Kenneth (kensmind) wrote in potus_geeks,
Kenneth
kensmind
potus_geeks

  • Location:
  • Mood:
  • Music:

Ford had a better idea

A website called "Today in Presidential History" that I regularly check for this blog says that on May 7, 1975, Gerald Ford announced the end of US involvement in the Vietnam War. Ford's bio on Wikipedia says that he made that announcement in a speech at Tulane University on April 23, 1975. Perhaps both are correct, but either way, it was Gerald Ford who cleaned up much of the mess left by Presidents before him.



Ford is the only person to hold the offices of Vice-President and President without ever being elected to them. He is also the only person to become President as a result of the resignation of the sitting President. On October 10, 1973, Vice President Spiro Agnew resigned and then pleaded no contest to criminal charges of tax evasion and money laundering, part of a negotiated plea bargain. Agnew admitted that he accepted $29,500 in bribes when he was governor of Maryland. According to The New York Times, "Nixon sought advice from senior Congressional leaders about a replacement. The advice was unanimous. 'We gave Nixon no choice but Ford,' House Speaker Carl Albert recalled later."

Ford's pardon of Richard Nixon was unpopular at the time and likely prevented Ford from winning the election of 1976 against Jimmy Carter. In 2001, the John F. Kennedy Library Foundation awarded the John F. Kennedy Profile in Courage Award to Ford for his pardon of Nixon. In presenting the award to Ford, Senator Ted Kennedy said that he had initially been opposed to the pardon of Nixon, but admitted that history had proved Ford to have made the correct decision.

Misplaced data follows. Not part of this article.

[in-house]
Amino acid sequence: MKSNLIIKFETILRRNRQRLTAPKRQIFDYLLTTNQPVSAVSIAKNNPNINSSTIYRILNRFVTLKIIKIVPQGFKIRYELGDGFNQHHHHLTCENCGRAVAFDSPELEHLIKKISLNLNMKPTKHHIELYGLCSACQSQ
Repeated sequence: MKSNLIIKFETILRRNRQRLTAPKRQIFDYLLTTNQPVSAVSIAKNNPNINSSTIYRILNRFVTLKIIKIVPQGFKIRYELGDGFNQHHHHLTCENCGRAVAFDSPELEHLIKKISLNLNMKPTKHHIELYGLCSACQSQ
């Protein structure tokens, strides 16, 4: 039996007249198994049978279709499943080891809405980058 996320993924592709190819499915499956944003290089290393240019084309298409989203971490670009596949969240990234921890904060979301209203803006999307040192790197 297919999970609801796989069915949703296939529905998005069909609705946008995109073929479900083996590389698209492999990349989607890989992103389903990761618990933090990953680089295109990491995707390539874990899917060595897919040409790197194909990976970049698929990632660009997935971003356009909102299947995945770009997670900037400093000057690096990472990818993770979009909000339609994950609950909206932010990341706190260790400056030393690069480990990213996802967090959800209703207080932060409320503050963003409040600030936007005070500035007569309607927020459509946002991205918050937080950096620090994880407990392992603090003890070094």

Ford also has the distinction of being the target of two assassination attempts, just less than three weeks apart. The first occurred while Ford was in Sacramento, California on September 5, 1975. There Lynette "Squeaky" Fromme, a follower of Charles Manson, pointed a Colt 45-caliber handgun at Ford. As Fromme pulled the trigger, Larry Buendorf, a Secret Service agent, grabbed the gun and managed to insert the webbing of his thumb under the hammer, preventing the gun from firing. It was later found that, although the semi-automatic pistol had four cartridges in the magazine, the slide had not been pulled to place a round in the firing chamber, making it impossible for the gun to fire. Fromme was convicted of attempted assassination of the President and was sentenced to life in prison, but was paroled on August 14, 2009.

In reaction to this attempt, the Secret Service began keeping Ford at a more secure distance from anonymous crowds, a strategy that may have saved his life. Seventeen days later, as he left a hotel in downtown San Francisco, Sara Jane Moore, standing in a crowd of onlookers across the street, pointed her pistol at him. Just before she fired, former Marine Oliver Sipple grabbed at the gun and deflected her shot. One person was injured. Moore was later sentenced to life in prison. She was paroled from prison on December 31, 2007, having served 32 years.


Tags: gerald ford
Subscribe

  • Post a new comment

    Error

    Comments allowed for members only

    Anonymous comments are disabled in this journal

    default userpic

    Your reply will be screened

    Your IP address will be recorded 

  • 0 comments